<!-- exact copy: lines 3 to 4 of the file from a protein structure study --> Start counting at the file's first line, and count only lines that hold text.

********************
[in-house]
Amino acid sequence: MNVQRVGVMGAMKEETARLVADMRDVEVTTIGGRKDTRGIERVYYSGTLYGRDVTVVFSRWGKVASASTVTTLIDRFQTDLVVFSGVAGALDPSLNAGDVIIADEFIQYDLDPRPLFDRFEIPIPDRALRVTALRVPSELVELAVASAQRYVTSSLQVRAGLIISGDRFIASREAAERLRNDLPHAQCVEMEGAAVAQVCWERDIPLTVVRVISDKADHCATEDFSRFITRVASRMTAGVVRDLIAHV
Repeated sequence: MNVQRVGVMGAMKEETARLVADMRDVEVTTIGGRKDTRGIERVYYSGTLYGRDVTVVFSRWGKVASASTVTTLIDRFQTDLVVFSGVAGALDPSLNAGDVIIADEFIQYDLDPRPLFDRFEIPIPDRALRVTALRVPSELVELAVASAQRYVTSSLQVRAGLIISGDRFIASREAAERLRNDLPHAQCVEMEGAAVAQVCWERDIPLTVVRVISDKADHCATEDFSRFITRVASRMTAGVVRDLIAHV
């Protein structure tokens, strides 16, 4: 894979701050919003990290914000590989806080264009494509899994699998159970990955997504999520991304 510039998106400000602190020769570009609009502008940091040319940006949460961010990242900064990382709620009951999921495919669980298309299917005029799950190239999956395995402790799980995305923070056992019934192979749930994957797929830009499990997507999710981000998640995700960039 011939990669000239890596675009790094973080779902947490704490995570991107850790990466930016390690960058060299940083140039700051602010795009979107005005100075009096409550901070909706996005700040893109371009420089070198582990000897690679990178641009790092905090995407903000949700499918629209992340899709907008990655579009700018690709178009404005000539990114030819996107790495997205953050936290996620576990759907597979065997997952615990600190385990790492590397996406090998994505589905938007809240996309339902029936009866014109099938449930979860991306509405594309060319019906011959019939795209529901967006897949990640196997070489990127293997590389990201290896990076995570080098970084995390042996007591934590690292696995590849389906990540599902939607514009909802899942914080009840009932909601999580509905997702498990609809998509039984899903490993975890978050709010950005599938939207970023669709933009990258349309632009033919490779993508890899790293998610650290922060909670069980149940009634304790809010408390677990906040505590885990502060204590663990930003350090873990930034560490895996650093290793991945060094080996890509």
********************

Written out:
Repeated sequence: MNVQRVGVMGAMKEETARLVADMRDVEVTTIGGRKDTRGIERVYYSGTLYGRDVTVVFSRWGKVASASTVTTLIDRFQTDLVVFSGVAGALDPSLNAGDVIIADEFIQYDLDPRPLFDRFEIPIPDRALRVTALRVPSELVELAVASAQRYVTSSLQVRAGLIISGDRFIASREAAERLRNDLPHAQCVEMEGAAVAQVCWERDIPLTVVRVISDKADHCATEDFSRFITRVASRMTAGVVRDLIAHV
């Protein structure tokens, strides 16, 4: 894979701050919003990290914000590989806080264009494509899994699998159970990955997504999520991304 510039998106400000602190020769570009609009502008940091040319940006949460961010990242900064990382709620009951999921495919669980298309299917005029799950190239999956395995402790799980995305923070056992019934192979749930994957797929830009499990997507999710981000998640995700960039 011939990669000239890596675009790094973080779902947490704490995570991107850790990466930016390690960058060299940083140039700051602010795009979107005005100075009096409550901070909706996005700040893109371009420089070198582990000897690679990178641009790092905090995407903000949700499918629209992340899709907008990655579009700018690709178009404005000539990114030819996107790495997205953050936290996620576990759907597979065997997952615990600190385990790492590397996406090998994505589905938007809240996309339902029936009866014109099938449930979860991306509405594309060319019906011959019939795209529901967006897949990640196997070489990127293997590389990201290896990076995570080098970084995390042996007591934590690292696995590849389906990540599902939607514009909802899942914080009840009932909601999580509905997702498990609809998509039984899903490993975890978050709010950005599938939207970023669709933009990258349309632009033919490779993508890899790293998610650290922060909670069980149940009634304790809010408390677990906040505590885990502060204590663990930003350090873990930034560490895996650093290793991945060094080996890509």